John 13: 31 – 35
The lectionary can sometimes seem a little odd. We have been through Good Friday and Easter day, but suddenly the Gospel reading has looped back to Holy Thursday and the Last Supper. The Gospel reading is from that part of John’s Gospel which we call the farewell discourse: Jesus’ last teaching to His disciples before his arrest and passion. In a way that is no bad thing, because it reminds us that the passion and resurrection of the Lord are at the heart of the Christian faith.
The passage contains perhaps the two best known verses in the Gospels:
I give you a new commandment, that you love one another. Just as I have loved you, you also should love one another. By this everyone will know that you are my disciples, if you have love for one another.”
That theme runs through the entire discourse. It is picked up again in Chapter 15 where we read:
‘This is my commandment, that you love one another as I have loved you.
And a little later in the chapter:
I am giving you these commands so that you may love one another.
Of course this could be just a huge cliché – a ten minute sermon on the theme of wouldn’t it be nice if everyone were nice. But the thing about clichés is that they often embody profound truths. The difference between a cliché and a life changing insight usually boils down to the way in which we engage with it.
So it is with this. We can sing ‘All You need is Love’ with beery tears in a pub karaoke. We can agree that we must love one another and experience a rosy feeling of affection – and then go on our self centred way. This is the path of the worst of all clichés: the religious cliché.
Or we can take it seriously. The context of this commandment is really important. It comes at a horrifying time in Jesus’ life. He gives this command immediately after He has seen one of His disciples leave to betray Him. He gives this command in the knowledge of his imminent violent and agonising death. This is a deeply serious moment, and we need to understand that, to understand the seriousness of this command.
We also need to consider just what Jesus meant by love. In John 15, after repeating the commandment to `love one another as I have loved you’, Jesus says:
No one has greater love than this, to lay down one’s life for one’s friends.
John clearly links this understanding of love to Our Lord’s death. This is the type of love into which Our Lord calls his disciples, not an emotion, not a transient feeling, but a total commitment to the beloved, a commitment with a profound depth and seriousness, a commitment which calls us to give our lives away. There is nothing easy or comfortable in this call.
Most of us will not be called physically to die for others. But there are other, intensely practical ways in which we can give ourselves. The command is immediately preceded by the drama of the foot washing. Jesus takes on the role of a slave to serve His disciples. It is a very real, very human service. There are no warm feelings involved, there is no eloquent expression of sentiment. There is just dirty feet, clean water and a towel.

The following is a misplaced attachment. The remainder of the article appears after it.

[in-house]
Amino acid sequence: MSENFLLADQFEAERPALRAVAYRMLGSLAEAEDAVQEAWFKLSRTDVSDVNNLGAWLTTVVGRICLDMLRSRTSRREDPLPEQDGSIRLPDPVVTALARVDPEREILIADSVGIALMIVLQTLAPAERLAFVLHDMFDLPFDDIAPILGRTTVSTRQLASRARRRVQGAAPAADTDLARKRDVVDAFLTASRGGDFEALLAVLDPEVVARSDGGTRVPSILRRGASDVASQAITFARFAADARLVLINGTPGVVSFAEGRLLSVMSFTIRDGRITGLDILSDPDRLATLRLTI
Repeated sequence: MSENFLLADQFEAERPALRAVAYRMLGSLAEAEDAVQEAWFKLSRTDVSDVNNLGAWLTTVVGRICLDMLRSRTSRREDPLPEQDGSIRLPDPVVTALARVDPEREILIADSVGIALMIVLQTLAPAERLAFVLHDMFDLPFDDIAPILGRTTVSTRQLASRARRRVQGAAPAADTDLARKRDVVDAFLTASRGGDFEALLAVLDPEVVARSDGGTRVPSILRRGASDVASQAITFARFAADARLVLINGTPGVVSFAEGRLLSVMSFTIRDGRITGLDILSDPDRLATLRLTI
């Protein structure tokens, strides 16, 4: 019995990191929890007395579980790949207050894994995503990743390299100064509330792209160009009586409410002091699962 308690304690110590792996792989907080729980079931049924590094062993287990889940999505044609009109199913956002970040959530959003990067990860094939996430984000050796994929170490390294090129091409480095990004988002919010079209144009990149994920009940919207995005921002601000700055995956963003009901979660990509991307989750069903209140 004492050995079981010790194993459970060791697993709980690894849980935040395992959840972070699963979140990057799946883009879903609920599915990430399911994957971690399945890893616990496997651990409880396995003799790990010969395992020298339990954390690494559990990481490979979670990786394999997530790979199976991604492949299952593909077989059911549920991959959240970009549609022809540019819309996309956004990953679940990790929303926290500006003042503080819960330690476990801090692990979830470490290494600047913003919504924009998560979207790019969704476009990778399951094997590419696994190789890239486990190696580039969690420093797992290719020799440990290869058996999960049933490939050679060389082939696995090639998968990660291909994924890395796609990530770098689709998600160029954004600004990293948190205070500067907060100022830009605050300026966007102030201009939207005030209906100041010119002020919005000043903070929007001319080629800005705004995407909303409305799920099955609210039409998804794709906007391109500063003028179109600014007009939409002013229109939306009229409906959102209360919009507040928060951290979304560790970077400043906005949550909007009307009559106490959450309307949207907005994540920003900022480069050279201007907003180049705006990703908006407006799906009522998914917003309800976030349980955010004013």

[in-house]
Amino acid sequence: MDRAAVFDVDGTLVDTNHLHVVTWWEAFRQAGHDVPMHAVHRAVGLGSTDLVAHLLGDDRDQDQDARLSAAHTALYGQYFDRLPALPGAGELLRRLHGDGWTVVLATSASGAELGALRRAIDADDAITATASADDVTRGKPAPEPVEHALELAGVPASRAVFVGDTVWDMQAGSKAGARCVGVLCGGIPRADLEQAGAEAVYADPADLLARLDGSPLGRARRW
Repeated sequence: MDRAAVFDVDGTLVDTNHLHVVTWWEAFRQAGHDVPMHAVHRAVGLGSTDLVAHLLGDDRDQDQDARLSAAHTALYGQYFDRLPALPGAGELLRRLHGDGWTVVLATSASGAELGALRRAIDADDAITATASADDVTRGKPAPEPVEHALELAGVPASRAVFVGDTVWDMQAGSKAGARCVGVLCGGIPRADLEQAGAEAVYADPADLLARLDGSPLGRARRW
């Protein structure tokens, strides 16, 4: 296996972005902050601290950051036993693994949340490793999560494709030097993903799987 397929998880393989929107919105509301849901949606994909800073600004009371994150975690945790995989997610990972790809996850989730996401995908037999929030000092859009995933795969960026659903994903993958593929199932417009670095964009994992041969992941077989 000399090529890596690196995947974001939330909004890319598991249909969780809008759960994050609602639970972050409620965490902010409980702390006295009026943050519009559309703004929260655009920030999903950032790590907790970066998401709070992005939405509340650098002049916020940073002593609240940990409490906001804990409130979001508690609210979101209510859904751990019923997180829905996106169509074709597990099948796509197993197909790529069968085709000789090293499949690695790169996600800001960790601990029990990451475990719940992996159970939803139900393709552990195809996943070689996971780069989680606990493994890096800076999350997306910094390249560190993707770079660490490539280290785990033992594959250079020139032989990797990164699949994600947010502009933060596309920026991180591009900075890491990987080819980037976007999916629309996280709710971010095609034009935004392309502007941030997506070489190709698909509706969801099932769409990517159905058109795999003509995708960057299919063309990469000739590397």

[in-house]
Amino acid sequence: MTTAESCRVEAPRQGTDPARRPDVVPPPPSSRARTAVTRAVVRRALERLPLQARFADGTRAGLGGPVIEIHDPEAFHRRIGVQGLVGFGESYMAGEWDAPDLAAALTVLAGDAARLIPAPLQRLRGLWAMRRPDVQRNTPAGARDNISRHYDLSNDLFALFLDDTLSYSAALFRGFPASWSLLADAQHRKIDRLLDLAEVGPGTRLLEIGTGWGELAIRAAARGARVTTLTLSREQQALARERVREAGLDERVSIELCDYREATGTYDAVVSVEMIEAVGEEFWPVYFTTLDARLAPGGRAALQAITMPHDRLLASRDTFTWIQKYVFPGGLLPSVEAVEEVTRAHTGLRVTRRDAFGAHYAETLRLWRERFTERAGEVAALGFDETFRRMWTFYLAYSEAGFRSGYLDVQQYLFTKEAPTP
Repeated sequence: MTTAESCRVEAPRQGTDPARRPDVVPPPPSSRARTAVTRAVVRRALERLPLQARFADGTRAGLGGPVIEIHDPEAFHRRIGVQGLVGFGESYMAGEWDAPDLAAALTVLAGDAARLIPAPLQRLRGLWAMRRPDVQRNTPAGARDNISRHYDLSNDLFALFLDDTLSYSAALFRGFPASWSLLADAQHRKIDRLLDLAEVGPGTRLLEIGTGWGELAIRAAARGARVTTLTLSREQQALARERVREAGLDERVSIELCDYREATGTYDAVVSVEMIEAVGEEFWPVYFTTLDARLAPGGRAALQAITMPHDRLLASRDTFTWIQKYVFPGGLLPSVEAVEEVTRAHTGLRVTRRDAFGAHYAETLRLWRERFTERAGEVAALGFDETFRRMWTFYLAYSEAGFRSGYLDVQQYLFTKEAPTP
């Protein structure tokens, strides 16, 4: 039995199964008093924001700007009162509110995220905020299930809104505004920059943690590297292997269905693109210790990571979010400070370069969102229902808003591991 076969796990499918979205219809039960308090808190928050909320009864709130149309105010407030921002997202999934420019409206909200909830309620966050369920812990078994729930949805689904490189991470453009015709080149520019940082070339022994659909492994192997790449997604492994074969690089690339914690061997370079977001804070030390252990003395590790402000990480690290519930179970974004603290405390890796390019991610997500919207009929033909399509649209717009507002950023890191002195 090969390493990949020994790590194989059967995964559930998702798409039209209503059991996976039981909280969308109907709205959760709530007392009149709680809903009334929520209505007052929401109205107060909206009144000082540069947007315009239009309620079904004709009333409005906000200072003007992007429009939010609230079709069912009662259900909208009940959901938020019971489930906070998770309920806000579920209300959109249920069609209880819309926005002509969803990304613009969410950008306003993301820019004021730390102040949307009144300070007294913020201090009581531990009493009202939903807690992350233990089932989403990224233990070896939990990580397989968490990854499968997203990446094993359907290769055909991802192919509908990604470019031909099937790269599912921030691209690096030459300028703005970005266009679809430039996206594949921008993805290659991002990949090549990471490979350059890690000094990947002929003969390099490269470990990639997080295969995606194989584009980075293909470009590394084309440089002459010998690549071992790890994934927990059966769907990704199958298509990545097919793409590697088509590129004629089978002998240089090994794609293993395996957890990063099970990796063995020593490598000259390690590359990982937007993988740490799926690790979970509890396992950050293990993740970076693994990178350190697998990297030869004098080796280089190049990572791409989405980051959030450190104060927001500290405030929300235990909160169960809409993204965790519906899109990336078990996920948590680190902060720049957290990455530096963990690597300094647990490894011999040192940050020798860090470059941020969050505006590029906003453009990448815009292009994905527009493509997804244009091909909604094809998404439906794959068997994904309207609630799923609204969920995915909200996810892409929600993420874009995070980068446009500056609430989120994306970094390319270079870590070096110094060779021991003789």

I know of one family, currently coping with caring for a very severely handicapped baby. Their worshipping community has been assiduous in providing frozen meals and other practical household help. I know that this helps both by providing a solution to practical challenges, and also by demonstrating the care of the community. I know that they have drawn strength from this care. From time to time, every family experiences illness or troubles. From time to time, everyone needs support. This is the sort of practical love that Jesus commands. Thoughts and prayers are great, but sometimes casseroles are better. Sometimes making a casserole for the family of a sick friend is an act of prayer.
Sometimes practical love is simply a matter of listening; sometimes it is a gift of our attention to someone who is grieving, anxious or in pain. Being open to the pain of others, simply being there for them is an act of love.
Our lives are full of opportunities to love, opportunities to give ourselves to our friends and neighbours. They don’t have to be dramatic, they are usually extremely prosaic. They are rarely associated with strong emotions.
Sometimes we are not even aware that we are loving. I remember returning to England after my mother died, to organise her funeral and her estate. I was supported by my oldest friend, with whom I was at primary school, and by her sisters. I don’t think she knew how extraordinary her family’s many small kindnesses to me were.
In a sense, practical love is like muscle memory. We practice the task repeatedly, until it happens automatically, done without thought. Like any skill, if we do not practice we do it badly, if at all.
I love this section of John’s Gospel. I love it because it speaks to us of community, of a community of faith that incarnates the love of the Father to the Son, and the Son to the disciples. It speaks of a community that is open and welcoming. It speaks of a community without borders and without exclusion, a community in which all of us have a place and all of us are honoured and loved. It shows us that it is in a community like this that we meet and know the risen Lord.
And that is the sort of person I want to be. That is the sort of community I want to live in, to give myself to. And though I know that I often get it wrong, that Holy Mother Church herself often gets it wrong, that together we fail to be what Jesus and John call us to be, this is nevertheless, what Church is all about. I stand here, this Eastertide, because I can be nowhere else.